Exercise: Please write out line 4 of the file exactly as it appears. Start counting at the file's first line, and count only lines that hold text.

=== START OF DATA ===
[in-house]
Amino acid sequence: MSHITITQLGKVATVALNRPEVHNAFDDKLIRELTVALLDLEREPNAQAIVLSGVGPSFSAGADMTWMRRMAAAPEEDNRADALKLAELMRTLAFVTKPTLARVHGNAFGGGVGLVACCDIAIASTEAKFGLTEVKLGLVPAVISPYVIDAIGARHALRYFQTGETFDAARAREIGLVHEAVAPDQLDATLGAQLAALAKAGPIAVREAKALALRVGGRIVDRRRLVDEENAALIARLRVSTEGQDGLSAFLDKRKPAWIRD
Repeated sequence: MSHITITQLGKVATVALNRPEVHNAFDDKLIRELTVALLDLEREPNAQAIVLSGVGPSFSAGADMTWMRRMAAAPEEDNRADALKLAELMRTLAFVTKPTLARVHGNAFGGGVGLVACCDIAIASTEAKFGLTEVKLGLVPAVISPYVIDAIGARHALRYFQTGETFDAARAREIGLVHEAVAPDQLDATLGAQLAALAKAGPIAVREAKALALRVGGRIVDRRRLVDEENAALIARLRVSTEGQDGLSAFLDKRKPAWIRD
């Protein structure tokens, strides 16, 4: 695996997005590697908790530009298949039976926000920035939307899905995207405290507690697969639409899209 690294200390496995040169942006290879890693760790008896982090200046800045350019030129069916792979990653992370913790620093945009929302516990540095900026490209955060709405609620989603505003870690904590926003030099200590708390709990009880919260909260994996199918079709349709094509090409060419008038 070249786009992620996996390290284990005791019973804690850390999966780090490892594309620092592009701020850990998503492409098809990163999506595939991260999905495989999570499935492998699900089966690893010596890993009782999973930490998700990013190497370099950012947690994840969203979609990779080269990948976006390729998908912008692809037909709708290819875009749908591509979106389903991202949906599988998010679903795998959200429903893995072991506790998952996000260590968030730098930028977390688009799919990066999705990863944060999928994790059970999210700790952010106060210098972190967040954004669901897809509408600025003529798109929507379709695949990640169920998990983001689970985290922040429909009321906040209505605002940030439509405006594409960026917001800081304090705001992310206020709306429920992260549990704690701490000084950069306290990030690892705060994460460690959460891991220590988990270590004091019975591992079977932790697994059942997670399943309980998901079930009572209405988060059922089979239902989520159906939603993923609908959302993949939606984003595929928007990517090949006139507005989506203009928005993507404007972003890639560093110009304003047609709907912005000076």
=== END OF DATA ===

């Protein structure tokens, strides 16, 4: 695996997005590697908790530009298949039976926000920035939307899905995207405290507690697969639409899209 690294200390496995040169942006290879890693760790008896982090200046800045350019030129069916792979990653992370913790620093945009929302516990540095900026490209955060709405609620989603505003870690904590926003030099200590708390709990009880919260909260994996199918079709349709094509090409060419008038 070249786009992620996996390290284990005791019973804690850390999966780090490892594309620092592009701020850990998503492409098809990163999506595939991260999905495989999570499935492998699900089966690893010596890993009782999973930490998700990013190497370099950012947690994840969203979609990779080269990948976006390729998908912008692809037909709708290819875009749908591509979106389903991202949906599988998010679903795998959200429903893995072991506790998952996000260590968030730098930028977390688009799919990066999705990863944060999928994790059970999210700790952010106060210098972190967040954004669901897809509408600025003529798109929507379709695949990640169920998990983001689970985290922040429909009321906040209505605002940030439509405006594409960026917001800081304090705001992310206020709306429920992260549990704690701490000084950069306290990030690892705060994460460690959460891991220590988990270590004091019975591992079977932790697994059942997670399943309980998901079930009572209405988060059922089979239902989520159906939603993923609908959302993949939606984003595929928007990517090949006139507005989506203009928005993507404007972003890639560093110009304003047609709907912005000076």